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Why Network People Worry About the Future

- October 26, 2009 - 0 Comments

I worry about the future.  Newspapers carry stories about a tough economy, rough job market, and a future that is difficult.  Things are changing and change creates worry.

Abner Germanow, a technology analyst at IDC, is worried about the future of the network.  He writes about change in the network and the worries we need to address to build networks that are ready for the future.  His ideas are captured in a free white paper called “Demonstrating the Value of a Foundation Network”.

Change is everywhere.  Video, voice, and collaborative applications are now part of the IP network.  We are facing problems with security and the deployment of virtual private networks (VPNs).  Mobile devices are moving in and out of wireless networks, creating complexity.  The network is now more important than ever before.  It’s changed from a nice thing for the business, with a single point of failure, to a mission-critical part of business with redundant components.

How can you understand the change? What has changed in the role of the last five years? What could happen in the next five years that would affect the network?  What would be the long-term impact of buying the minimum capabilities today just to meet demands without an eye for the future? With so many elements of the network changing so quickly, it makes everything seem like a blur.

To understand the change and the problems it creates for networks, IDC classifies change into four categories:

  1.    Scalability;
  2.    Processing capacity;
  3.    Visibility and control;
  4.    Complexity.

We need to worry about the future of the network.  The enormous changes we see in the network are driven by equally rapid changes to business processes.  For example, the popular concept of just-in-time manufacturing is putting new strains on networks.  A future-proof network is needed to future-proof businesses.  Without a flexible network, the business won’t be flexible.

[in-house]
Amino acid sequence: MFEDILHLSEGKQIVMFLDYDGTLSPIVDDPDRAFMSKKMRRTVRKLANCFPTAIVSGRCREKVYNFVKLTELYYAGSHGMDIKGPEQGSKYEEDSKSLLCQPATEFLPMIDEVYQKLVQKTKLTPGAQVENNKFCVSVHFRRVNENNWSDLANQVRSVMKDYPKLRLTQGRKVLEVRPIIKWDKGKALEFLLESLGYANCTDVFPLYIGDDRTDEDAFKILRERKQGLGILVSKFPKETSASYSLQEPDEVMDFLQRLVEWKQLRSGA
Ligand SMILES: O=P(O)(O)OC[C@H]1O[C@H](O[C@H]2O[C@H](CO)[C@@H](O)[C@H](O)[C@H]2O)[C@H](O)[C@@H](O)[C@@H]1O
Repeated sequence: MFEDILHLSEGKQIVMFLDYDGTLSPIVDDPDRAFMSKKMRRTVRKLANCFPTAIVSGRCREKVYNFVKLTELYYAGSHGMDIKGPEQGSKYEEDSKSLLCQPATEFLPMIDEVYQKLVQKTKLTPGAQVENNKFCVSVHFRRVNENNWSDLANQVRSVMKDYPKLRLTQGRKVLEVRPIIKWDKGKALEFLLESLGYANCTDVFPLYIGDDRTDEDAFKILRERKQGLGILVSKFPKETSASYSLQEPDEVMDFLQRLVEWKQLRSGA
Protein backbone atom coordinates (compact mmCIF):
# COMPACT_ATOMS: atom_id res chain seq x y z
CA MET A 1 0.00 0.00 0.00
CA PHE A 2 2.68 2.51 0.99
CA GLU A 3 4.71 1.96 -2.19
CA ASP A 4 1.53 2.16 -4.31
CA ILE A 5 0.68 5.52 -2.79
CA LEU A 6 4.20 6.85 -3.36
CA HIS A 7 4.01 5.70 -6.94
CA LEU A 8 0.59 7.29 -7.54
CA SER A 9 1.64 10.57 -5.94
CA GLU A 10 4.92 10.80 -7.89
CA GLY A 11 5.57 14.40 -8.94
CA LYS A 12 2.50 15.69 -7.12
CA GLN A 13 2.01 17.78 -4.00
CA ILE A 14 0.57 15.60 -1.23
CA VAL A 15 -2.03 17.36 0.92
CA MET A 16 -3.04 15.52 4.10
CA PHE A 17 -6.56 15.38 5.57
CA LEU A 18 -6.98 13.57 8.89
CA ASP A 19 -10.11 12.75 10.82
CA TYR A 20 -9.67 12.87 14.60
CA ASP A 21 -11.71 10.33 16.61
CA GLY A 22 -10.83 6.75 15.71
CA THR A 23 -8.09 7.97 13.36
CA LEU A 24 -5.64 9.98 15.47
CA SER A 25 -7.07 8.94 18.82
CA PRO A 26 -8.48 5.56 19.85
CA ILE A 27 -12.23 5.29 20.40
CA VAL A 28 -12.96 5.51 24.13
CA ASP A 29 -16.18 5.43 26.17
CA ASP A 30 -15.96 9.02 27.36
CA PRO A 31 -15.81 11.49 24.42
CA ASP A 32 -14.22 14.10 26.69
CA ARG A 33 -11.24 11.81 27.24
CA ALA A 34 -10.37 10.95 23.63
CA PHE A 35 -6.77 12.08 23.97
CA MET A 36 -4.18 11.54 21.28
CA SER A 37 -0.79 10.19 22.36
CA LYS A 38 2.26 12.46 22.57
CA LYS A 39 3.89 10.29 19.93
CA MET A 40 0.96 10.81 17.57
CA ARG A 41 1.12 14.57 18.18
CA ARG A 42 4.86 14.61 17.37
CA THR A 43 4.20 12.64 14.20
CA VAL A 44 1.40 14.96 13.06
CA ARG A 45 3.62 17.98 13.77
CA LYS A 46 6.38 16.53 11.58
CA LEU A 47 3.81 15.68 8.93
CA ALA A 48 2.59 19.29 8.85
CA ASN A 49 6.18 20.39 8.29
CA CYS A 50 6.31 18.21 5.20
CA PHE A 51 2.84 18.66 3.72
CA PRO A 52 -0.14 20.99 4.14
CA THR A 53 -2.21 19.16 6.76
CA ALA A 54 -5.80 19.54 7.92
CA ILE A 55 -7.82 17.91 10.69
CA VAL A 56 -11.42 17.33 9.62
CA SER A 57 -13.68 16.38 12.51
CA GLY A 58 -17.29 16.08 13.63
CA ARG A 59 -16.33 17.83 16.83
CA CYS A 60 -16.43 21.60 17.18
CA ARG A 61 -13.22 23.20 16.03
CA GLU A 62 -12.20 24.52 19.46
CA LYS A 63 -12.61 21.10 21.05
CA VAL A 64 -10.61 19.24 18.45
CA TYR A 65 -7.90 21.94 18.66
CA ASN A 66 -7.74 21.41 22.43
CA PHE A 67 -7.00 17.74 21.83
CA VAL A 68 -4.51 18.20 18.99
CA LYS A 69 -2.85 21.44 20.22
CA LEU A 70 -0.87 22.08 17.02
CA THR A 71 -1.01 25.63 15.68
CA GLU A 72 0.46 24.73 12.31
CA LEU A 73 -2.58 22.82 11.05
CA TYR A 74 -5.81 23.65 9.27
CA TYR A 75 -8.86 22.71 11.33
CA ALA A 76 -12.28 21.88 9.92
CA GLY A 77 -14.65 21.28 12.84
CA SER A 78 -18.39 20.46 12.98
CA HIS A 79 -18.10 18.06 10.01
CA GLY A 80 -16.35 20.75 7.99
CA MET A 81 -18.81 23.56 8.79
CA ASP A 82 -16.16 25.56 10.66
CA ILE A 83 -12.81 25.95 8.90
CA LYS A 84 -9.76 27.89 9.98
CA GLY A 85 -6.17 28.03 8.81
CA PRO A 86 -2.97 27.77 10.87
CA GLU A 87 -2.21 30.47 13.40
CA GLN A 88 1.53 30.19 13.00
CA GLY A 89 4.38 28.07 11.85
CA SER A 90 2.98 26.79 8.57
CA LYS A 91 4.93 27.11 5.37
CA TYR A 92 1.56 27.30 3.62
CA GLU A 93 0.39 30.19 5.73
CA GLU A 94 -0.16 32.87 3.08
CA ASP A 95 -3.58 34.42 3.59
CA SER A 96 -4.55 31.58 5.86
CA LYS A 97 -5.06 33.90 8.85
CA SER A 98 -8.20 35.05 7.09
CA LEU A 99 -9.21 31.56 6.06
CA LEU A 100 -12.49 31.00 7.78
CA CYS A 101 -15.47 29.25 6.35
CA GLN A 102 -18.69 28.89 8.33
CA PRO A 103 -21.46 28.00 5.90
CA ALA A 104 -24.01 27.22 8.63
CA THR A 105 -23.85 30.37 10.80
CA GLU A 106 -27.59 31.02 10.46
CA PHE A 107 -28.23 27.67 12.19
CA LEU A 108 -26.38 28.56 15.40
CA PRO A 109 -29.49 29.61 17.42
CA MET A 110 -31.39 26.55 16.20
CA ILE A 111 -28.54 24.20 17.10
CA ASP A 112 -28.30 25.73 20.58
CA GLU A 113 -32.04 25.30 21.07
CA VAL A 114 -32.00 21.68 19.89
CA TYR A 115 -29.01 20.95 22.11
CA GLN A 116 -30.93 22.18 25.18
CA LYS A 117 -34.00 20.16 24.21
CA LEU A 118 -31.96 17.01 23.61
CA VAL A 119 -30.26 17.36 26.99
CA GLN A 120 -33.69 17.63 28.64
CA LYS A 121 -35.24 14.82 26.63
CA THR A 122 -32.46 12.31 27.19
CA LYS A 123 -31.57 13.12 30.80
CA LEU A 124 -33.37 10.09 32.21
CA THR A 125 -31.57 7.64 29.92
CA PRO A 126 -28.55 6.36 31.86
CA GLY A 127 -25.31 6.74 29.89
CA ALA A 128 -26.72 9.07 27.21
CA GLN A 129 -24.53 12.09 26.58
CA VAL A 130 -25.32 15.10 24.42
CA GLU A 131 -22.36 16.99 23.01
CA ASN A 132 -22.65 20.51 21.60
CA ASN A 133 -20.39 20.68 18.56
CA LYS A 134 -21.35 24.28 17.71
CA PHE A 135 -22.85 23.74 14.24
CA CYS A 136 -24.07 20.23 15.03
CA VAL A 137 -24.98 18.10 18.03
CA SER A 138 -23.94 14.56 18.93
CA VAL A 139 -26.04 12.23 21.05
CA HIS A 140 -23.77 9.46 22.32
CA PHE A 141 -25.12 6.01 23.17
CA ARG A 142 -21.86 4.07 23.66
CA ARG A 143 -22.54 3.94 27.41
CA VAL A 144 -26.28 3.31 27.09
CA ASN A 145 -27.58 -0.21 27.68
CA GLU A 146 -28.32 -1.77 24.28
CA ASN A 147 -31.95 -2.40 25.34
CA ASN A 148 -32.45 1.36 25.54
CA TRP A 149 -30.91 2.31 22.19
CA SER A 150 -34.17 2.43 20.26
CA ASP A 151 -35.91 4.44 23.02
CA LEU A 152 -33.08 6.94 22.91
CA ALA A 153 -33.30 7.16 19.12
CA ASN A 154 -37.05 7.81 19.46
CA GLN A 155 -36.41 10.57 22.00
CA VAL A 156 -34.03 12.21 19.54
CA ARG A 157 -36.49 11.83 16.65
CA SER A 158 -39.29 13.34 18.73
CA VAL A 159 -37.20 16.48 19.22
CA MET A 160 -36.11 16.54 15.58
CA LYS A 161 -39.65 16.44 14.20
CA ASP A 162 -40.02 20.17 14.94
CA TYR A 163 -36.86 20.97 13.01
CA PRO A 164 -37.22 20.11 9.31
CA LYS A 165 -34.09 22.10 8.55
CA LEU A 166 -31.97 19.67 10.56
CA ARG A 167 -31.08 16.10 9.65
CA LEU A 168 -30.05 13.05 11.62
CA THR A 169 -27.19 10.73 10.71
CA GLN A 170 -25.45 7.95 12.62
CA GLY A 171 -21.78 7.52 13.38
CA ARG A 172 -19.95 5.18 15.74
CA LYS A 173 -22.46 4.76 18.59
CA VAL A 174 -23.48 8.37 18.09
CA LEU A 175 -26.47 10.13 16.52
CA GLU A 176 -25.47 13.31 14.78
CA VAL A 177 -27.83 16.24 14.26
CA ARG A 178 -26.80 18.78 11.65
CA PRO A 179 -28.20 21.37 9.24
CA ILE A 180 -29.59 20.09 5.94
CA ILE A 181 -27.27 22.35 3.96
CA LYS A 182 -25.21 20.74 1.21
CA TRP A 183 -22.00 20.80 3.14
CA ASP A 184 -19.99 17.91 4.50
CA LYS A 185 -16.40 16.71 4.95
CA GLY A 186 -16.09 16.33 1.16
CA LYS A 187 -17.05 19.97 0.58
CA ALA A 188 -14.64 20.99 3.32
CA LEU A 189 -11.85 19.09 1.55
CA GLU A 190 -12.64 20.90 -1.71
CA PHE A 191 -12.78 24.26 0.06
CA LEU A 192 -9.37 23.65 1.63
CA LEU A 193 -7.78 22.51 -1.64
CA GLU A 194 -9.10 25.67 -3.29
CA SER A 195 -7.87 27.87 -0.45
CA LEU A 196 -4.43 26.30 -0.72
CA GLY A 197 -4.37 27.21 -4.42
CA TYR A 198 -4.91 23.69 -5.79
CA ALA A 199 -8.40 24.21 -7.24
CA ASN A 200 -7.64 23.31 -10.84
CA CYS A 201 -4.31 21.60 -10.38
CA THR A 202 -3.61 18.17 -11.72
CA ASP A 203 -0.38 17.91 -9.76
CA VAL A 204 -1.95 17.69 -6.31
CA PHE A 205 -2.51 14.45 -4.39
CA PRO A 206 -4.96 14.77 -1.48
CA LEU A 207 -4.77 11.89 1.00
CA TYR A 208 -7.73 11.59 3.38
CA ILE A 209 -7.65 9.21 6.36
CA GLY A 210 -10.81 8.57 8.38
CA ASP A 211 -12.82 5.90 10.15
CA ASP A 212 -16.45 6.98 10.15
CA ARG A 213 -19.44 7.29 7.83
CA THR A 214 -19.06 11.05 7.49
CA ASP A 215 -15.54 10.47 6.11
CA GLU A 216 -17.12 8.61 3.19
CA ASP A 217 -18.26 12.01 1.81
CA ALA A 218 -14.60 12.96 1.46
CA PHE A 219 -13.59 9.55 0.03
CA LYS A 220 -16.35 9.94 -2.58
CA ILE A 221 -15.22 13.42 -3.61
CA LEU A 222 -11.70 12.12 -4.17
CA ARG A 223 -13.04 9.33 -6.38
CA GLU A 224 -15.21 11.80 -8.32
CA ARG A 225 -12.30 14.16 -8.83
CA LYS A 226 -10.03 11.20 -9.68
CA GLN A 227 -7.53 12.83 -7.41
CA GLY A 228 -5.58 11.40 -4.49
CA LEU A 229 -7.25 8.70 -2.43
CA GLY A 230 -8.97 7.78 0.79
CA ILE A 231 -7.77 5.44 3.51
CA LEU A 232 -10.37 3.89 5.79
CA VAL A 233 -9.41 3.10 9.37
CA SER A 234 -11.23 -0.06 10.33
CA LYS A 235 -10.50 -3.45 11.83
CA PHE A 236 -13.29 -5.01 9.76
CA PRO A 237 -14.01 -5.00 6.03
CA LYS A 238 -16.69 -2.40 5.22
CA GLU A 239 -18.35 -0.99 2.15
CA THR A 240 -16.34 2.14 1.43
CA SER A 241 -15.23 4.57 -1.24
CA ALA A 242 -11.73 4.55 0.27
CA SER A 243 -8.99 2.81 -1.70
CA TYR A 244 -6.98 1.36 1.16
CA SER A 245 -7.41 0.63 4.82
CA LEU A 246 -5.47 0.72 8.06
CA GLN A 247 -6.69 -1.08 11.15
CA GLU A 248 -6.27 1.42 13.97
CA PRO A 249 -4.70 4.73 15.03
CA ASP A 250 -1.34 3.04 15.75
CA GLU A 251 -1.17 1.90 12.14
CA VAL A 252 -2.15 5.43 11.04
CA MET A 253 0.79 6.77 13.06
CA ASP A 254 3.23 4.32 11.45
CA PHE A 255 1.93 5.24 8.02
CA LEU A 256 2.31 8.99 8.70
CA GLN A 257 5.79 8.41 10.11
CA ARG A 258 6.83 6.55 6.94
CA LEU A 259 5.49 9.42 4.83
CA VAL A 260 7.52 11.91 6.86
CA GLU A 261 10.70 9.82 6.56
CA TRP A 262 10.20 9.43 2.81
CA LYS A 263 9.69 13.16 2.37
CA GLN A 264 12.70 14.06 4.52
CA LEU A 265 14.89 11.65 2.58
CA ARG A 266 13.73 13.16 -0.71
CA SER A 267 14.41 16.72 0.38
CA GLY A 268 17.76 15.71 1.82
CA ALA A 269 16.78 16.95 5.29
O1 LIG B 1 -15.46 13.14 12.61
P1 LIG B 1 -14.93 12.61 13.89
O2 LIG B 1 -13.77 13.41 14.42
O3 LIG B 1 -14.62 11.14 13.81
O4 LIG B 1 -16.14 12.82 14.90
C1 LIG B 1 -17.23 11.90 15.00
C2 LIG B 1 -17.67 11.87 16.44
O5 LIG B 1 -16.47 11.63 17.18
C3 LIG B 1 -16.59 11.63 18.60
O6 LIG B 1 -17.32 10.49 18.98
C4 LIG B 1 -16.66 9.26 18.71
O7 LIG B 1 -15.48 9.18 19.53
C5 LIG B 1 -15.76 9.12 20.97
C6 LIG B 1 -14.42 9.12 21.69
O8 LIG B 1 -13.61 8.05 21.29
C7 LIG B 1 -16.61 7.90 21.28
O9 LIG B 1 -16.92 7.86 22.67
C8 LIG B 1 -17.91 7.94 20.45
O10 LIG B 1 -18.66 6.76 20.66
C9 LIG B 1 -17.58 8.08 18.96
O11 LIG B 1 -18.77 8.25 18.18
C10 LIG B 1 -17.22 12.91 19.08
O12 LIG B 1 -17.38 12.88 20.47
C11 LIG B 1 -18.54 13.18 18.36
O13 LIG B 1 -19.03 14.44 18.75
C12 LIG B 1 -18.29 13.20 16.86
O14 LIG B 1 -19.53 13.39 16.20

Preparing for the future doesn’t mean replacing your network.  There are many things that can be done with your existing network.  IDC lists four areas where new services and capabilities can be enabled now without a major network refresh:

  1. New voice deployments;
  2. Security functions;
  3. Quality of service and the ability to prioritize traffic based on business needs;
  4. Virtualized services.

Within the next five years though, you will likely need to address a few specific areas.  The IP network will have to prepare for the widespread deployment of these services:

  •     IP voice;
  •     Unified communications;
  •     IP video conferencing;
  •     IP video surveillance;
  •     “The next video thing.”

In the near future managers of IP networks also need to be prepared for collaboration and social networking, use of the network to reduce energy costs and minimize the carbon footprint of the enterprise, and increased uses of Software as a Service and Cloud Computing.

IDC comments that Cisco assumes that the network will be continually presented with new application demands and the need for reliability, resiliency, and control, so our products are well suited to deal with these changing pressures. The Cisco Integrated Services Router (ISR) and Catalyst 4500 and 6500 are great examples of the flexibility that Cisco builds into network components, designed for a growing number of services and support for a wide range of service modules.  A quick look at the recent technologies that Cisco is integrating with the core network include WLAN access point controllers, flow control, security blades for firewalls, intrusion detection, and VPN, and a blade for IP PBX.

Building your network to be future-proof is an important consideration and becoming even more critical as use of the network continues to change.  Cisco always encourages customers to plan for the future.  A flexible networking foundation will help the network to scale flexibly, easily, and inexpensively.

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